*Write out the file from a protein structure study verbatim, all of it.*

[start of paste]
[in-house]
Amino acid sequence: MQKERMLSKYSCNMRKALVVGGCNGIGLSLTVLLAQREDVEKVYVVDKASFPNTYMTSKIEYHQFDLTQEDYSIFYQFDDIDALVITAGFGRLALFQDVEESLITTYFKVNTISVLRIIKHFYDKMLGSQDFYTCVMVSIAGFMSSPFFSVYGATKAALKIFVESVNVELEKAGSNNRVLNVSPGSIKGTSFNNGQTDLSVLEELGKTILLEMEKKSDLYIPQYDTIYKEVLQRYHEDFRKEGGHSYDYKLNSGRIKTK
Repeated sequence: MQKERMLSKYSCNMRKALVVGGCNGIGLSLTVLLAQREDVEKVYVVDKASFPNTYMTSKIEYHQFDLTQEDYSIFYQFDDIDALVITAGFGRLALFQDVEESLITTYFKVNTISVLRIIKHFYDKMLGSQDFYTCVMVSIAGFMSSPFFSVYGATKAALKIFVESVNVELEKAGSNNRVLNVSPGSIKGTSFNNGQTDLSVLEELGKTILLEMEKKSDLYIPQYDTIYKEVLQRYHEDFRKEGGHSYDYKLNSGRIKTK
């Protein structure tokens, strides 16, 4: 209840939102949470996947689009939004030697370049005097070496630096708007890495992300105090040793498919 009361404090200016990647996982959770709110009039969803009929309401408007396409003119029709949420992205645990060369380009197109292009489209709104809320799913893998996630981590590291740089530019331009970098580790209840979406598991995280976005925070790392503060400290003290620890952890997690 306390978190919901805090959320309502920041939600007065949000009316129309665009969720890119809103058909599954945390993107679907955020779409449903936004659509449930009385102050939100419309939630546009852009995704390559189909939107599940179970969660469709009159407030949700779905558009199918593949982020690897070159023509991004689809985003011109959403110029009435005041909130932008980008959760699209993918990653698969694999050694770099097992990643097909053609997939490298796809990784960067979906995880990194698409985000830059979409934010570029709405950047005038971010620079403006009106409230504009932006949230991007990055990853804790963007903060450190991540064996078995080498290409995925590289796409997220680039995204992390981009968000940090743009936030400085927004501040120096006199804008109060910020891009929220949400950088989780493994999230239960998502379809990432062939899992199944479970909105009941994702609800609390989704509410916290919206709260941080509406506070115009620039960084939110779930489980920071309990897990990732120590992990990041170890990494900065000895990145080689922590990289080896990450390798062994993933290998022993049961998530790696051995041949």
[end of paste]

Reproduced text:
[in-house]
Amino acid sequence: MQKERMLSKYSCNMRKALVVGGCNGIGLSLTVLLAQREDVEKVYVVDKASFPNTYMTSKIEYHQFDLTQEDYSIFYQFDDIDALVITAGFGRLALFQDVEESLITTYFKVNTISVLRIIKHFYDKMLGSQDFYTCVMVSIAGFMSSPFFSVYGATKAALKIFVESVNVELEKAGSNNRVLNVSPGSIKGTSFNNGQTDLSVLEELGKTILLEMEKKSDLYIPQYDTIYKEVLQRYHEDFRKEGGHSYDYKLNSGRIKTK
Repeated sequence: MQKERMLSKYSCNMRKALVVGGCNGIGLSLTVLLAQREDVEKVYVVDKASFPNTYMTSKIEYHQFDLTQEDYSIFYQFDDIDALVITAGFGRLALFQDVEESLITTYFKVNTISVLRIIKHFYDKMLGSQDFYTCVMVSIAGFMSSPFFSVYGATKAALKIFVESVNVELEKAGSNNRVLNVSPGSIKGTSFNNGQTDLSVLEELGKTILLEMEKKSDLYIPQYDTIYKEVLQRYHEDFRKEGGHSYDYKLNSGRIKTK
């Protein structure tokens, strides 16, 4: 209840939102949470996947689009939004030697370049005097070496630096708007890495992300105090040793498919 009361404090200016990647996982959770709110009039969803009929309401408007396409003119029709949420992205645990060369380009197109292009489209709104809320799913893998996630981590590291740089530019331009970098580790209840979406598991995280976005925070790392503060400290003290620890952890997690 306390978190919901805090959320309502920041939600007065949000009316129309665009969720890119809103058909599954945390993107679907955020779409449903936004659509449930009385102050939100419309939630546009852009995704390559189909939107599940179970969660469709009159407030949700779905558009199918593949982020690897070159023509991004689809985003011109959403110029009435005041909130932008980008959760699209993918990653698969694999050694770099097992990643097909053609997939490298796809990784960067979906995880990194698409985000830059979409934010570029709405950047005038971010620079403006009106409230504009932006949230991007990055990853804790963007903060450190991540064996078995080498290409995925590289796409997220680039995204992390981009968000940090743009936030400085927004501040120096006199804008109060910020891009929220949400950088989780493994999230239960998502379809990432062939899992199944479970909105009941994702609800609390989704509410916290919206709260941080509406506070115009620039960084939110779930489980920071309990897990990732120590992990990041170890990494900065000895990145080689922590990289080896990450390798062994993933290998022993049961998530790696051995041949």